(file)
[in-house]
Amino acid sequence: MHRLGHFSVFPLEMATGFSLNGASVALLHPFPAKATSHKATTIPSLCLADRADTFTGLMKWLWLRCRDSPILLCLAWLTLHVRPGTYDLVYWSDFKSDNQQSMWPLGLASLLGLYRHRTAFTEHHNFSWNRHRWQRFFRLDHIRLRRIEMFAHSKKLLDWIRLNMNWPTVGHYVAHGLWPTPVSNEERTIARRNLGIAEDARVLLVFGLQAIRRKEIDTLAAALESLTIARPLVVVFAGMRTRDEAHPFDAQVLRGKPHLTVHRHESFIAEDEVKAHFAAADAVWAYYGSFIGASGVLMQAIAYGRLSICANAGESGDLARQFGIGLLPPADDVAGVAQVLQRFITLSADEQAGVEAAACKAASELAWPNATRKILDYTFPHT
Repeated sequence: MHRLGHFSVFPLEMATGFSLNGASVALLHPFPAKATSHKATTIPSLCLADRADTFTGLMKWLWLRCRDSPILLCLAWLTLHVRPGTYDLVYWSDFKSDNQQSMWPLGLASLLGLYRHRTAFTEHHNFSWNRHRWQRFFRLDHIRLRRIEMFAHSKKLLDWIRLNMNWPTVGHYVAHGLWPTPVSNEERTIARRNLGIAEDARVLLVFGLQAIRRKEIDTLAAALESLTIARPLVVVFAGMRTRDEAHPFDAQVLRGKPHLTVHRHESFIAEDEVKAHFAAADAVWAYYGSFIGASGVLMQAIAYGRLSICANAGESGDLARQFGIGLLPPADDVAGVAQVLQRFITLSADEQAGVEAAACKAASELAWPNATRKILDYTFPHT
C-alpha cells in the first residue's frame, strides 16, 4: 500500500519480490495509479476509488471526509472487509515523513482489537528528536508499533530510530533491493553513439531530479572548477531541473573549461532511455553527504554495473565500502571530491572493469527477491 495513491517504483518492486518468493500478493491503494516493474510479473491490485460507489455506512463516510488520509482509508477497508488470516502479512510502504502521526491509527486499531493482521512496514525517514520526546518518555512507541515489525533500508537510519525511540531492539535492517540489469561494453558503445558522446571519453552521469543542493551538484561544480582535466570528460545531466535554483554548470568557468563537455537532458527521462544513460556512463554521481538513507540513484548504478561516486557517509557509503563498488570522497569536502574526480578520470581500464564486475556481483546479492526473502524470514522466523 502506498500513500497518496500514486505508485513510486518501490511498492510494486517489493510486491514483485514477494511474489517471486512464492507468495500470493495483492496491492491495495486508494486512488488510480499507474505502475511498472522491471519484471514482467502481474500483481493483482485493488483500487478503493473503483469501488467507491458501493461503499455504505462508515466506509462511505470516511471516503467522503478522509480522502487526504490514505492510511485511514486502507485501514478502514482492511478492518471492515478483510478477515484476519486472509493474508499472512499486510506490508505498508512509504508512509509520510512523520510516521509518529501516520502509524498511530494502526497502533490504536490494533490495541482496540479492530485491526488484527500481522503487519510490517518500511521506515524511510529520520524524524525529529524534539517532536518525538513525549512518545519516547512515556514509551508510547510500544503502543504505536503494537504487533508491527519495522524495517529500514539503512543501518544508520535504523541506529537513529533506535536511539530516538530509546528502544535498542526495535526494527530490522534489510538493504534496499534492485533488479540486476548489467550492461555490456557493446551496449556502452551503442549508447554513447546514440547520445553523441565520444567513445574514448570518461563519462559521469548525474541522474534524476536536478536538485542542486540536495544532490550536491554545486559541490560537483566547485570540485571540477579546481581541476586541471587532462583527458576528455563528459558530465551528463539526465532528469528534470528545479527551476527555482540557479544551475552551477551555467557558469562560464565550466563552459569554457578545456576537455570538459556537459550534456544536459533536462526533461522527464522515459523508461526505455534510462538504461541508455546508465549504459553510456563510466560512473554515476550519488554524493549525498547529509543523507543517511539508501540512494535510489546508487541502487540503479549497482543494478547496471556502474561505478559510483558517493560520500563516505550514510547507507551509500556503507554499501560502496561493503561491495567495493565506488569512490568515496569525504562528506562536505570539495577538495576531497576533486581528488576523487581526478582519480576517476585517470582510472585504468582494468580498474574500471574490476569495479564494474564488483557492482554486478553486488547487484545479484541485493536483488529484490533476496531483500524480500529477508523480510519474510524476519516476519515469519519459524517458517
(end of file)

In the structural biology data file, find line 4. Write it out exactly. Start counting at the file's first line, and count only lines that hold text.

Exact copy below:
C-alpha cells in the first residue's frame, strides 16, 4: 500500500519480490495509479476509488471526509472487509515523513482489537528528536508499533530510530533491493553513439531530479572548477531541473573549461532511455553527504554495473565500502571530491572493469527477491 495513491517504483518492486518468493500478493491503494516493474510479473491490485460507489455506512463516510488520509482509508477497508488470516502479512510502504502521526491509527486499531493482521512496514525517514520526546518518555512507541515489525533500508537510519525511540531492539535492517540489469561494453558503445558522446571519453552521469543542493551538484561544480582535466570528460545531466535554483554548470568557468563537455537532458527521462544513460556512463554521481538513507540513484548504478561516486557517509557509503563498488570522497569536502574526480578520470581500464564486475556481483546479492526473502524470514522466523 502506498500513500497518496500514486505508485513510486518501490511498492510494486517489493510486491514483485514477494511474489517471486512464492507468495500470493495483492496491492491495495486508494486512488488510480499507474505502475511498472522491471519484471514482467502481474500483481493483482485493488483500487478503493473503483469501488467507491458501493461503499455504505462508515466506509462511505470516511471516503467522503478522509480522502487526504490514505492510511485511514486502507485501514478502514482492511478492518471492515478483510478477515484476519486472509493474508499472512499486510506490508505498508512509504508512509509520510512523520510516521509518529501516520502509524498511530494502526497502533490504536490494533490495541482496540479492530485491526488484527500481522503487519510490517518500511521506515524511510529520520524524524525529529524534539517532536518525538513525549512518545519516547512515556514509551508510547510500544503502543504505536503494537504487533508491527519495522524495517529500514539503512543501518544508520535504523541506529537513529533506535536511539530516538530509546528502544535498542526495535526494527530490522534489510538493504534496499534492485533488479540486476548489467550492461555490456557493446551496449556502452551503442549508447554513447546514440547520445553523441565520444567513445574514448570518461563519462559521469548525474541522474534524476536536478536538485542542486540536495544532490550536491554545486559541490560537483566547485570540485571540477579546481581541476586541471587532462583527458576528455563528459558530465551528463539526465532528469528534470528545479527551476527555482540557479544551475552551477551555467557558469562560464565550466563552459569554457578545456576537455570538459556537459550534456544536459533536462526533461522527464522515459523508461526505455534510462538504461541508455546508465549504459553510456563510466560512473554515476550519488554524493549525498547529509543523507543517511539508501540512494535510489546508487541502487540503479549497482543494478547496471556502474561505478559510483558517493560520500563516505550514510547507507551509500556503507554499501560502496561493503561491495567495493565506488569512490568515496569525504562528506562536505570539495577538495576531497576533486581528488576523487581526478582519480576517476585517470582510472585504468582494468580498474574500471574490476569495479564494474564488483557492482554486478553486488547487484545479484541485493536483488529484490533476496531483500524480500529477508523480510519474510524476519516476519515469519519459524517458517